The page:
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Climate change and energy

Methane leaks in the US are worse than we thought

A new study reveals more leaks from oil and gas operations, but it’ll take satellites, planes, and more to find all the culprits.

worker in hard hat at the Deadwood natural gas plant looks toward the flared natural gas burning in the distance
Spencer Platt/Getty Images

Methane emissions in the US are worse than scientists previously estimated, a new study has found.

The study, published today in Nature, represents one of the most comprehensive surveys yet of methane emissions from US oil- and gas-producing regions. Using measurements taken from planes, the researchers found that emissions from many of the targeted areas were significantly higher than government estimates had found. The undercounting highlights the urgent need for new and better ways of tracking the powerful greenhouse gas.

Methane emissions are responsible for nearly a third of the total warming the planet has experienced so far. While there are natural sources of the greenhouse gas, including wetlands, human activities like agriculture and fossil-fuel production have dumped millions of metric tons of additional methane into the atmosphere. The concentration of methane has more than doubled over the past 200 years. But there are still large uncertainties about where, exactly, emissions are coming from.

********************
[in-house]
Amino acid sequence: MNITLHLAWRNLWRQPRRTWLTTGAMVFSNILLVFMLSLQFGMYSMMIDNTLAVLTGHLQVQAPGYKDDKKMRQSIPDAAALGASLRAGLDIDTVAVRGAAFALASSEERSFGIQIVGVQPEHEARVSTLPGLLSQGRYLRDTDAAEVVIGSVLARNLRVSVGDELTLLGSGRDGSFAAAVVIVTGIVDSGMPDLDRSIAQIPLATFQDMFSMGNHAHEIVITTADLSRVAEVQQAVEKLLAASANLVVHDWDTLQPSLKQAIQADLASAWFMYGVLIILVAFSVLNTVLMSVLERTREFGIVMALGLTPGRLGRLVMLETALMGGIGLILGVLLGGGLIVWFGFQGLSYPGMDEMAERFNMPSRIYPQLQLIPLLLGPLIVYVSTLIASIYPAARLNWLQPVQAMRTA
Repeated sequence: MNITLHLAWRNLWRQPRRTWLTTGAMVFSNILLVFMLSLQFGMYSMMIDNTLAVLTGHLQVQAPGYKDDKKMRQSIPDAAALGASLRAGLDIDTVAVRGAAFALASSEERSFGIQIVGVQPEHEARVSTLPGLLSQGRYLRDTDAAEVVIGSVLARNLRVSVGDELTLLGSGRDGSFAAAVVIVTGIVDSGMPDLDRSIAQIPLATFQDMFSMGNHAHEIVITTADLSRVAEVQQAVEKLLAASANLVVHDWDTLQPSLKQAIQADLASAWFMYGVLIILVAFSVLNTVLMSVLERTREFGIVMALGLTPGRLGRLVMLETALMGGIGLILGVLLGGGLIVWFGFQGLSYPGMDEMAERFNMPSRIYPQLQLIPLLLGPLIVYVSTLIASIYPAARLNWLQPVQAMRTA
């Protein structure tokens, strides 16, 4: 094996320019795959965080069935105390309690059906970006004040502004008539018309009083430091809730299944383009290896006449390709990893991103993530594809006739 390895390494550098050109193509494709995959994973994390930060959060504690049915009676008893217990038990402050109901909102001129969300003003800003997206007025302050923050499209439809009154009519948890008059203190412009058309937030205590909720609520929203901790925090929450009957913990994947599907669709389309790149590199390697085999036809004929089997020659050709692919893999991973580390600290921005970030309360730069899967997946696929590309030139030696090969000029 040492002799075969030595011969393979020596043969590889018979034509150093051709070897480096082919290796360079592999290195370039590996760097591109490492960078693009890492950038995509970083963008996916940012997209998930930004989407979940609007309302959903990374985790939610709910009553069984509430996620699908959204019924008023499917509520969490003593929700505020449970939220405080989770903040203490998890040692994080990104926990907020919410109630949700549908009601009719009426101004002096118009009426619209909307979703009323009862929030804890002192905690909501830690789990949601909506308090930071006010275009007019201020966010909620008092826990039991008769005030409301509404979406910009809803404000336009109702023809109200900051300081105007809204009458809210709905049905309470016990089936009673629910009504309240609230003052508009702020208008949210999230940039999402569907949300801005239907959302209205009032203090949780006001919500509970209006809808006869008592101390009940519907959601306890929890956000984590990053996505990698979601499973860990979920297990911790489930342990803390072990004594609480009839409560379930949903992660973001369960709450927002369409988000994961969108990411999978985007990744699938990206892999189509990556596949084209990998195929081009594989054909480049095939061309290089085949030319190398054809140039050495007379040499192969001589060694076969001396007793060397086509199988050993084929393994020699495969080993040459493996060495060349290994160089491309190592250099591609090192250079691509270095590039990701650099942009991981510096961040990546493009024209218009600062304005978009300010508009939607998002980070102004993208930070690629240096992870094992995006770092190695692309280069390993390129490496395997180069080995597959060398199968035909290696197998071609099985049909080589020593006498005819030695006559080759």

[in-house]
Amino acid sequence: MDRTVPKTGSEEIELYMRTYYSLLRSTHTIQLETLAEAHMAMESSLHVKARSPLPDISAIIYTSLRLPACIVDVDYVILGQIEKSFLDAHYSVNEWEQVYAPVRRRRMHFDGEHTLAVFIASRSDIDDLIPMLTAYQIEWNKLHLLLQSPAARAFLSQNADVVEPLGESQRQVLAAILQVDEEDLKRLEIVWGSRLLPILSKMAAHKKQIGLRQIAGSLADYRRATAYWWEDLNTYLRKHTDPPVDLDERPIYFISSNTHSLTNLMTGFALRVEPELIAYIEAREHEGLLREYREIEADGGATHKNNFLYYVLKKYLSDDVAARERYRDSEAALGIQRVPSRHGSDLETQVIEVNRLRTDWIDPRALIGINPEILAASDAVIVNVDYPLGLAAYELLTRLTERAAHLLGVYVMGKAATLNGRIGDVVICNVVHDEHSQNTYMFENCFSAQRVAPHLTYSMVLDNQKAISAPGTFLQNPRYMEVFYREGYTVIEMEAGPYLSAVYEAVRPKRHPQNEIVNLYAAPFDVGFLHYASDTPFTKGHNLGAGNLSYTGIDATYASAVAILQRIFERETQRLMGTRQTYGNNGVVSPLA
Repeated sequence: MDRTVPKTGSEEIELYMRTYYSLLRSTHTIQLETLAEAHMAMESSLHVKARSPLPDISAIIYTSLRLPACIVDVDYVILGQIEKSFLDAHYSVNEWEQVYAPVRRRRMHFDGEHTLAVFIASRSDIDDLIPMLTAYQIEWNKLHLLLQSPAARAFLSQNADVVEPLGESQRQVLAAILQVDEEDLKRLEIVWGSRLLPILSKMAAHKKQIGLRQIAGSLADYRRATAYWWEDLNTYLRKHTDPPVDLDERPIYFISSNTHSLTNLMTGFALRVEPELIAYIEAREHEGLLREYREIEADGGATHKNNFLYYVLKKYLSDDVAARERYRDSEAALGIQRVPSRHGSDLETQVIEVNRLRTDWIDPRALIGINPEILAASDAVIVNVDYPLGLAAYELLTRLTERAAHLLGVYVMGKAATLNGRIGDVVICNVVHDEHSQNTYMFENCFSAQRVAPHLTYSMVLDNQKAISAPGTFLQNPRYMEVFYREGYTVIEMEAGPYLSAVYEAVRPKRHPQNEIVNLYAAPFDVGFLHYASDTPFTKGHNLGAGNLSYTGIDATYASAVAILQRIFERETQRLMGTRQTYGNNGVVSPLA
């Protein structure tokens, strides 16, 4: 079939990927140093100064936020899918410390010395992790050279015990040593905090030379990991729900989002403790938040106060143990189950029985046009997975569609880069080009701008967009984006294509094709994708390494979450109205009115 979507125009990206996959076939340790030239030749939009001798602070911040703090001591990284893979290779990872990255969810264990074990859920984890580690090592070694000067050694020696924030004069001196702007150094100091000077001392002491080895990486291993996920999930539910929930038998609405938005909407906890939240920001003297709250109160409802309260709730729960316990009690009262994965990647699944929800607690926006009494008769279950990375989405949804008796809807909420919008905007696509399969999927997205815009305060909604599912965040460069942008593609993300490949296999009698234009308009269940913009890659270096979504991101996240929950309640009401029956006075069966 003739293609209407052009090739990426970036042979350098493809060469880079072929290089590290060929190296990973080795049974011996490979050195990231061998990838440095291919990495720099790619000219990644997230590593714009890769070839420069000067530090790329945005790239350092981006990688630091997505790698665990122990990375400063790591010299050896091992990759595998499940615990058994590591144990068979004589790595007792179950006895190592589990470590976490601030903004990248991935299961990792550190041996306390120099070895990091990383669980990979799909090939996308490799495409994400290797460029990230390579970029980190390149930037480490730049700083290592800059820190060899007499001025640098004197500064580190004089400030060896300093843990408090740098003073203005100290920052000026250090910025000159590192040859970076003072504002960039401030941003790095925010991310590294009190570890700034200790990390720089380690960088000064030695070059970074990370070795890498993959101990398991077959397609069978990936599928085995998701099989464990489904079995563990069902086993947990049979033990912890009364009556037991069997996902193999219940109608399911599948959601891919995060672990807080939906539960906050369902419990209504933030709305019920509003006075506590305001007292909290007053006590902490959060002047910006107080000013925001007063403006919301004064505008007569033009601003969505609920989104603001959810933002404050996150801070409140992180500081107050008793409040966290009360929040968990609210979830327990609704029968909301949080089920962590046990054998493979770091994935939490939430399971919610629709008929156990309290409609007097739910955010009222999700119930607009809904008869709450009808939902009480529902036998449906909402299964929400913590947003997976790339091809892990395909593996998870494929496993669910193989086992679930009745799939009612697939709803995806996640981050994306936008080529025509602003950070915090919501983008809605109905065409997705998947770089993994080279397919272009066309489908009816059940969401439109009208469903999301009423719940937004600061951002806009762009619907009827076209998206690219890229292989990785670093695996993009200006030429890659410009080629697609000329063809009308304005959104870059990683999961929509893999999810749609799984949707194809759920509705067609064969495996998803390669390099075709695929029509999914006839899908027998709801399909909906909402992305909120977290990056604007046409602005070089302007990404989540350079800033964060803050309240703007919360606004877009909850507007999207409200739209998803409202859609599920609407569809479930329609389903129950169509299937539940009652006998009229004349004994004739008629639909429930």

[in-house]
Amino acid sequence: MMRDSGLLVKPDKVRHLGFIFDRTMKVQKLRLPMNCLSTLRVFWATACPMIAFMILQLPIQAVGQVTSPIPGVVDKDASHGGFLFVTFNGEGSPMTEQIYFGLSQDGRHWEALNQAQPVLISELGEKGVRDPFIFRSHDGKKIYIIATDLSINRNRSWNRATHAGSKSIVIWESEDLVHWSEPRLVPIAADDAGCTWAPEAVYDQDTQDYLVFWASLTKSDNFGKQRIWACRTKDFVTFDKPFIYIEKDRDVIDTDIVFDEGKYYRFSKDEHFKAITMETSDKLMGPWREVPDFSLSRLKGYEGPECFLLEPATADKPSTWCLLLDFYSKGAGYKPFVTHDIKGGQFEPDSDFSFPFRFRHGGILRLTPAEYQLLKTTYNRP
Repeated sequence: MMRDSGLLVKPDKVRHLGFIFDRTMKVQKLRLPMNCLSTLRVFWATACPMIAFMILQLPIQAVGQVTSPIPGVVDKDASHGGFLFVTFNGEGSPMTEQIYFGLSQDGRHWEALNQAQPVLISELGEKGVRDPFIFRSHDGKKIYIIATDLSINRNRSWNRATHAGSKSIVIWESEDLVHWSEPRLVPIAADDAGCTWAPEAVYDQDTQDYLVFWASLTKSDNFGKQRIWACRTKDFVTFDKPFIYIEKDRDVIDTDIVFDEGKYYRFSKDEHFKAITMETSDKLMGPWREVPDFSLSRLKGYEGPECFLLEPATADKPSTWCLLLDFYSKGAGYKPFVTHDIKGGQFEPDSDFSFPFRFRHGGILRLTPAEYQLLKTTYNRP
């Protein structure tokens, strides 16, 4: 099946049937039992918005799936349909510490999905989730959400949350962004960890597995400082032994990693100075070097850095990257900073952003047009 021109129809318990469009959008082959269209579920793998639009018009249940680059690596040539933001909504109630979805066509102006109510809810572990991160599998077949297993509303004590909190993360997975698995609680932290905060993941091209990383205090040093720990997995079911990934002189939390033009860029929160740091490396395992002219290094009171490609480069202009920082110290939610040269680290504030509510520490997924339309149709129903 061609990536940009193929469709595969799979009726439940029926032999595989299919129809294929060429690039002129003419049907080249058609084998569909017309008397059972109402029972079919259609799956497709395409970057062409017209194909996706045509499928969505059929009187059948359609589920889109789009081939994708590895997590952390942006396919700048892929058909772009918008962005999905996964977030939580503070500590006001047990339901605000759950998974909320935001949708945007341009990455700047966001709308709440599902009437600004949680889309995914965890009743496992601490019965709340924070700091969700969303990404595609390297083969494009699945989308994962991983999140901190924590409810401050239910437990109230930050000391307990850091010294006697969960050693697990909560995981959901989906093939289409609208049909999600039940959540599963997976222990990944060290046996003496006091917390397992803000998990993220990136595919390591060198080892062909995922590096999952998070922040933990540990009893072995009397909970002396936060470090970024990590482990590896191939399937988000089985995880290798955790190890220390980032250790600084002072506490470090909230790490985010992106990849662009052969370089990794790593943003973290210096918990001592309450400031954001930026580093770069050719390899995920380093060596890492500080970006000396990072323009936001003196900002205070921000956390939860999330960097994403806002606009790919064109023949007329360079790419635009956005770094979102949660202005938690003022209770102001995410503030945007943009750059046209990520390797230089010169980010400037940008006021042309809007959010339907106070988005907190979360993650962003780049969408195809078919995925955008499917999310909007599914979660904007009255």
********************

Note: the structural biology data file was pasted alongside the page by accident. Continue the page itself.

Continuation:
Answering these questions is a challenging but crucial first step to cutting emissions and addressing climate change. To do so, researchers are using tools ranging from satellites like the recently launched MethaneSAT to ground and aerial surveys. 

The US Environmental Protection Agency estimates that roughly 1% of oil and gas produced winds up leaking into the atmosphere as methane pollution. But survey after survey has suggested that the official numbers underestimate the true extent of the methane problem.  

For the sites examined in the new study, “methane emissions appear to be higher than government estimates, on average,” says Evan Sherwin, a research scientist at Lawrence Berkeley National Laboratory, who conducted the analysis as a postdoctoral fellow at Stanford University.  

The data Sherwin used comes from one of the largest surveys of US fossil-fuel production sites to date. Starting in 2018, Kairos Aerospace and the Carbon Mapper Project mapped six major oil- and gas-producing regions, which together account for about 50% of onshore oil production and about 30% of gas production. Planes flying overhead gathered nearly 1 million measurements of well sites using spectrometers, which can detect methane using specific wavelengths of light. 

Sherwin et al., Nature

Here’s where things get complicated. Methane sources in oil and gas production come in all shapes and sizes. Some small wells slowly leak the gas at a rate of roughly one kilogram of methane an hour. Other sources are significantly bigger, emitting hundreds or even thousands of kilograms per hour, but these leaks may last for only a short period.